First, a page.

• Schedule—what hours are employees required to work when telecommuting?

  • Furniture, equipment, software and supplies—what will the company provide?

  • Confidentiality—what measure will be put in place to ensure company and customer materials are safeguarded?

  • Workers’ compensation and liability insurance—what is your company’s policy covering personal injuries that occur during a telecommuter’s workday?

Consider, too, how to end a telecommuting arrangement. Map the process a manager can follow when deciding that business needs or employee performance no longer support a telecommuting schedule for a particular employee or if the employee requests a return to a company work location. When Yahoo abruptly ended its telecommuting program, much of the criticism aimed at the company was at the “how” it was done, not at the “why.” Thinking through and documenting the details could prevent headaches down the road.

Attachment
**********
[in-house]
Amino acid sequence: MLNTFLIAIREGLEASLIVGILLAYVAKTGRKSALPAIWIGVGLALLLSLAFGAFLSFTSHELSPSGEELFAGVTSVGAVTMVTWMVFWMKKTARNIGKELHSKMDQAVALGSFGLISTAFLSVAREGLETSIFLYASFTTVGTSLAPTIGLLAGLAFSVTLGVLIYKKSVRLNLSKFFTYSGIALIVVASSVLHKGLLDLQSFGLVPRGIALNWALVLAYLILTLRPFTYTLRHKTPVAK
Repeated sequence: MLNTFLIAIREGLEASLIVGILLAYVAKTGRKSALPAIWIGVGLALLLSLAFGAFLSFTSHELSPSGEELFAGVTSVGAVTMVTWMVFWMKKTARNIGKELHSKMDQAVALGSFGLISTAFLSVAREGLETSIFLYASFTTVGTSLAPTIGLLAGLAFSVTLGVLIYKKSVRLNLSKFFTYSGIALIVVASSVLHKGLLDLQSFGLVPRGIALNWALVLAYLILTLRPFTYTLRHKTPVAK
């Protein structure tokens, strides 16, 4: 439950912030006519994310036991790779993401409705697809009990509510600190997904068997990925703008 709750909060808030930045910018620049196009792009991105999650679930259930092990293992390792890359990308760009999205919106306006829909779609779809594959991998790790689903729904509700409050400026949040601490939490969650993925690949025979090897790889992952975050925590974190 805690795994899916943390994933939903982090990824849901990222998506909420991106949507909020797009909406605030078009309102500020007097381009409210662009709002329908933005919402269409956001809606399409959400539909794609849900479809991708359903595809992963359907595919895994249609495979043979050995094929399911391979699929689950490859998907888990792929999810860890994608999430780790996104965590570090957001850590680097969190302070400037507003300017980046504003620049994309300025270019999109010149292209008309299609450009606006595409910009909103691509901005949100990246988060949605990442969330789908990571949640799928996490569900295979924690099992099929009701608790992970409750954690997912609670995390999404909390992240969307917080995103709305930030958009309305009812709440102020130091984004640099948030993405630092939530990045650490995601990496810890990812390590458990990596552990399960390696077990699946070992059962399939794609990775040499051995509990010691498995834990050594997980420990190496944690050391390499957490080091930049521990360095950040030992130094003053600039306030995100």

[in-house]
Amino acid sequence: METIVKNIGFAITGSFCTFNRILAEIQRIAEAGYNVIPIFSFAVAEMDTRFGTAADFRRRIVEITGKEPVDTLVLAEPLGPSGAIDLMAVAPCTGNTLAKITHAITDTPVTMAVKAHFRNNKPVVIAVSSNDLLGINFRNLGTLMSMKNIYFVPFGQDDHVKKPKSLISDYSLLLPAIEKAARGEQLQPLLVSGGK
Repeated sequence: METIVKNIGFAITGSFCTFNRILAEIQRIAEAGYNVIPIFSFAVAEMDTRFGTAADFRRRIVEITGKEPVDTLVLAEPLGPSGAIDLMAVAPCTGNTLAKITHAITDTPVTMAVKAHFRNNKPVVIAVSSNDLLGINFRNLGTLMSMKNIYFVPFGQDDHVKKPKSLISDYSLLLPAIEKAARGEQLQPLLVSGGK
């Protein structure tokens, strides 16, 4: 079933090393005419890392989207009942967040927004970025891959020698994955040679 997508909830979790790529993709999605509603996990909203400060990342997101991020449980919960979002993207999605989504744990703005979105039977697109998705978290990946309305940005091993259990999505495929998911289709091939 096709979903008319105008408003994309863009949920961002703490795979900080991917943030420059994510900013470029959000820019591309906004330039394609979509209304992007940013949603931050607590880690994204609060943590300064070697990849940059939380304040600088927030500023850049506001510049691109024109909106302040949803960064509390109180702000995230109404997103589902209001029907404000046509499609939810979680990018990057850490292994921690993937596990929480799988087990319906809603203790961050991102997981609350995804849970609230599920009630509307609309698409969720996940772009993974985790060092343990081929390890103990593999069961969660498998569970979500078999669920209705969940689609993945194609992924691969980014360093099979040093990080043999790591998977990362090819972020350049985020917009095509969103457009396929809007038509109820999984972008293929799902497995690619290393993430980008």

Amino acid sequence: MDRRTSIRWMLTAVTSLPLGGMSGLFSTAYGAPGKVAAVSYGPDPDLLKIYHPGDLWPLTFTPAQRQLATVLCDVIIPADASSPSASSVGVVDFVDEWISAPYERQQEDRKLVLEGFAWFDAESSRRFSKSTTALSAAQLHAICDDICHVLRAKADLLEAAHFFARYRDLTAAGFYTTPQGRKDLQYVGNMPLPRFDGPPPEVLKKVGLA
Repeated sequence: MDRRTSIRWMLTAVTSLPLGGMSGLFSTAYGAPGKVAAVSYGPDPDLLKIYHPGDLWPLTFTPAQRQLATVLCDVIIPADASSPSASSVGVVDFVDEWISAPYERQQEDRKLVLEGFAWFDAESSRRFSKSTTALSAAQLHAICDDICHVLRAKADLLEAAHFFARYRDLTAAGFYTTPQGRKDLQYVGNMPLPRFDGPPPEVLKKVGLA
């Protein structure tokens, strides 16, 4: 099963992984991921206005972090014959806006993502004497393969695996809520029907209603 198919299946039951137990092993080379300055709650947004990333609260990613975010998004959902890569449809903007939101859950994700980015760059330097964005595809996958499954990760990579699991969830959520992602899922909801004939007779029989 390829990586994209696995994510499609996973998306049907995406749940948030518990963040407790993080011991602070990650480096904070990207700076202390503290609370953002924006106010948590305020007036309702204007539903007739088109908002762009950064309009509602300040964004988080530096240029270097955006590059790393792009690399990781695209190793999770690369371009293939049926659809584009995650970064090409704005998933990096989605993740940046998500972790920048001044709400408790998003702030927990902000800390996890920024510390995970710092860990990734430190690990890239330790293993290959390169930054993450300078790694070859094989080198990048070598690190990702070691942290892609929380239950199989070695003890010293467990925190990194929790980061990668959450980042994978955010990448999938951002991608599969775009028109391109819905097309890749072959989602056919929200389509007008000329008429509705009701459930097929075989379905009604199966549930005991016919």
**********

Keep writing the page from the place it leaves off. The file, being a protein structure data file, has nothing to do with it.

Wellness programs found to boost employee wellness, productivity — SURVEY RESULTS

Nearly 90 percent of companies in the United States use some form of employee wellness program—from gym memberships to health screenings to flu shots—all designed to improve health. But how do these wellness programs affect everyday employee productivity? Is it possible to do a job better as a result of feeling better on the job?